The House Energy & Commerce Committee’s Subcommittee on Health met this morning to discuss implementation of the Biologics Price Competition and Innovation Act. Sean Cavanaugh, Deputy Administrator and Director of the Center for Medicare, and Janet Woodcock, Director of the Center for Drug Evaluation and Research, testified. The subcommittee’s questioning focused on the FDA’s lack of progress in key areas like interchangeability, naming, and labeling. The subcommittee also addressed CMS’s recent decision to place biosimilars under a single billing code for medicare reimbursement.
Dr. Woodcock noted early that progress has mostly been under the hood, stressing that significant technical and policy challenges remain. Nevertheless, FDA has issued guidance in important areas, and the FDA expects to issue guidance on interchangeability and labeling this year. Still, the FDA may approve an interchangeable product without issuing guidance. Also, the advisory committee will consider another biosimilar next week.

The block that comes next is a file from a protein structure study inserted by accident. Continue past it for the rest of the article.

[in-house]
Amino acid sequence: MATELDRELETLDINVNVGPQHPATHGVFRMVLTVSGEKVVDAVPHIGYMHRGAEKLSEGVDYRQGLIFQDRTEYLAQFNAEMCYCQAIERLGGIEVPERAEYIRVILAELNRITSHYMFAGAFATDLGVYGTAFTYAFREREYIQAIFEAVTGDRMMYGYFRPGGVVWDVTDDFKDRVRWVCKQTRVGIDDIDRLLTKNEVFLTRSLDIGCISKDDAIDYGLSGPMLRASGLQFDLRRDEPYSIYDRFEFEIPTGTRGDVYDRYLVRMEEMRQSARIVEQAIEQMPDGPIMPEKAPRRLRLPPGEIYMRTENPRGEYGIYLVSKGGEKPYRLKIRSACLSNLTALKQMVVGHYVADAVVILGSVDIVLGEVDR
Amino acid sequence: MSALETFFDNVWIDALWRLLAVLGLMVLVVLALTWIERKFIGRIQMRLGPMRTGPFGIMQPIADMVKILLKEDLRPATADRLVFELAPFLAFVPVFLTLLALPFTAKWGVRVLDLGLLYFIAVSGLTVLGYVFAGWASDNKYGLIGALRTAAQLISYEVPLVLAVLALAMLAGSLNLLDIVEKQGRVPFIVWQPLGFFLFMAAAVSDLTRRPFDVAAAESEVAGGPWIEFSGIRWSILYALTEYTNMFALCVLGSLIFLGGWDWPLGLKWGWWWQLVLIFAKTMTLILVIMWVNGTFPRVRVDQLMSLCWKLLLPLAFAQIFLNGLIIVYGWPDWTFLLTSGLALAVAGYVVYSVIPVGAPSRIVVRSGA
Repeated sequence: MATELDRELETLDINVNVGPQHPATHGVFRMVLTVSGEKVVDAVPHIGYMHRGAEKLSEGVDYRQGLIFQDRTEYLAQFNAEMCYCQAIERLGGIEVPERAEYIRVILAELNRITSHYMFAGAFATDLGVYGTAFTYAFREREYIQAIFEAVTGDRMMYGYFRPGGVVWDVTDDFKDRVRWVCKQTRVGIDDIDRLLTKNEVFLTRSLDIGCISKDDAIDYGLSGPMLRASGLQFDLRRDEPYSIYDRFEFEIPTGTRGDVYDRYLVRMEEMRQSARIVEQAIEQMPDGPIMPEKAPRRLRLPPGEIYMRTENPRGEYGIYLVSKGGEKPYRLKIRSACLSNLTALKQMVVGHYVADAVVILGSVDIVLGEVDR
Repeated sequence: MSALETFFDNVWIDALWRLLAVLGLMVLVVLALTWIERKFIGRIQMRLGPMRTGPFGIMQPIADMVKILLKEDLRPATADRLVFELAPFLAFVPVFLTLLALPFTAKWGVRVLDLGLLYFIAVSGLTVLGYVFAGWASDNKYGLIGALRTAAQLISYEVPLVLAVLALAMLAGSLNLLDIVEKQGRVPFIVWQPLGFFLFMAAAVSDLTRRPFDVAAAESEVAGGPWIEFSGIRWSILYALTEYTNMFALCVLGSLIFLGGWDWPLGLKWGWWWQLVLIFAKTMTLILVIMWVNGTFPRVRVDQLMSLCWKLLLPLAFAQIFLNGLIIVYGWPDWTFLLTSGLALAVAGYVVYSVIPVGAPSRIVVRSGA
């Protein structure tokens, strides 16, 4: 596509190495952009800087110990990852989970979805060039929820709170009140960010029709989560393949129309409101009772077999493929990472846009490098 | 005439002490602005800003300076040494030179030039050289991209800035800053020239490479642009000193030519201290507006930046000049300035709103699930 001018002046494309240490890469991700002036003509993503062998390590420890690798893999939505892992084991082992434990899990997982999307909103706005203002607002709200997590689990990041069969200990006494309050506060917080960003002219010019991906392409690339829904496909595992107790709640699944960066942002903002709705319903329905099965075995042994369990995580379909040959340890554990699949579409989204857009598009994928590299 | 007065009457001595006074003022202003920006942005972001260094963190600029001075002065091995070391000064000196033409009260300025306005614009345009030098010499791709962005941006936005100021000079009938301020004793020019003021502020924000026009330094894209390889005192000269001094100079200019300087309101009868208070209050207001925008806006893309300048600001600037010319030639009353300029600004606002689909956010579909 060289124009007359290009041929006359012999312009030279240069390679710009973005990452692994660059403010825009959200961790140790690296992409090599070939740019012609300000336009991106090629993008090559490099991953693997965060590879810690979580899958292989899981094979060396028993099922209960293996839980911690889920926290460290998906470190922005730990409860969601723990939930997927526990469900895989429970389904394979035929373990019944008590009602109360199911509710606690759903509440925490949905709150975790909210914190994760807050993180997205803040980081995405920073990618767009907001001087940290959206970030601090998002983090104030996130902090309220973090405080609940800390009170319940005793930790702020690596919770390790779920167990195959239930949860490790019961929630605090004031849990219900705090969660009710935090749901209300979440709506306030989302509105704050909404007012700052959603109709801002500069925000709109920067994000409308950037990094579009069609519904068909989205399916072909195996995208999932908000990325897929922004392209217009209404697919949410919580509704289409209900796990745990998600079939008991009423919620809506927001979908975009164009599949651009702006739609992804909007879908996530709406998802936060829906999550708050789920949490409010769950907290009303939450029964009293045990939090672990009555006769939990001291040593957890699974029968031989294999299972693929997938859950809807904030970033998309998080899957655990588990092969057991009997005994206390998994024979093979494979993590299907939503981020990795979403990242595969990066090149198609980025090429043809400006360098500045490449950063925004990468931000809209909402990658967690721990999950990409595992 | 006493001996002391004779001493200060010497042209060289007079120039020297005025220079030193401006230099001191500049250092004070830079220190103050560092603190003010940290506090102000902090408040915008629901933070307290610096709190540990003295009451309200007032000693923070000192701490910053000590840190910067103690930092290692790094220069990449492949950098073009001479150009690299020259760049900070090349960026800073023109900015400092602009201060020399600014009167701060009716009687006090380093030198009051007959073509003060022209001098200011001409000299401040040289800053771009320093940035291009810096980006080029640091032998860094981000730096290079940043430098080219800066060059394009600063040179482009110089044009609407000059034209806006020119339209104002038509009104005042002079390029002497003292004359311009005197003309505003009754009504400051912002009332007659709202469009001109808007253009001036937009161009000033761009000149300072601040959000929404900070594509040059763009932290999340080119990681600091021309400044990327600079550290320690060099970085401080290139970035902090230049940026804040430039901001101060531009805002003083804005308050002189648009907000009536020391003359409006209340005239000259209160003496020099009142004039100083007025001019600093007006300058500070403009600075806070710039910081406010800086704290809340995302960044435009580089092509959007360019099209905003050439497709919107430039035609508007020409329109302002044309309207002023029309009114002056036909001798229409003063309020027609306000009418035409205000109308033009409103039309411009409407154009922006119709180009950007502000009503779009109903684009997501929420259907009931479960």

Dr. Woodcock suggested that the perceived lack of progress stems from a lack of funding. Congress did not appropriate any additional funding to implement the BPCIA. The more recent introduction of user fees has had a limited effect because the biosimilars industry is still in its infancy. Dr. Woodcock expressed concern that the number of biosimilar applications could “explode” and overwhelm the FDA’s staff.
Overall, subcommittee members and the FDA seem aligned on the importance of safety and efficacy for patients, and transparency and predictability for the fledgling biosimilars industry. Further guidance from the FDA appears to be a question of time or money—a choice that the FDA suggests is in Congress’s hands.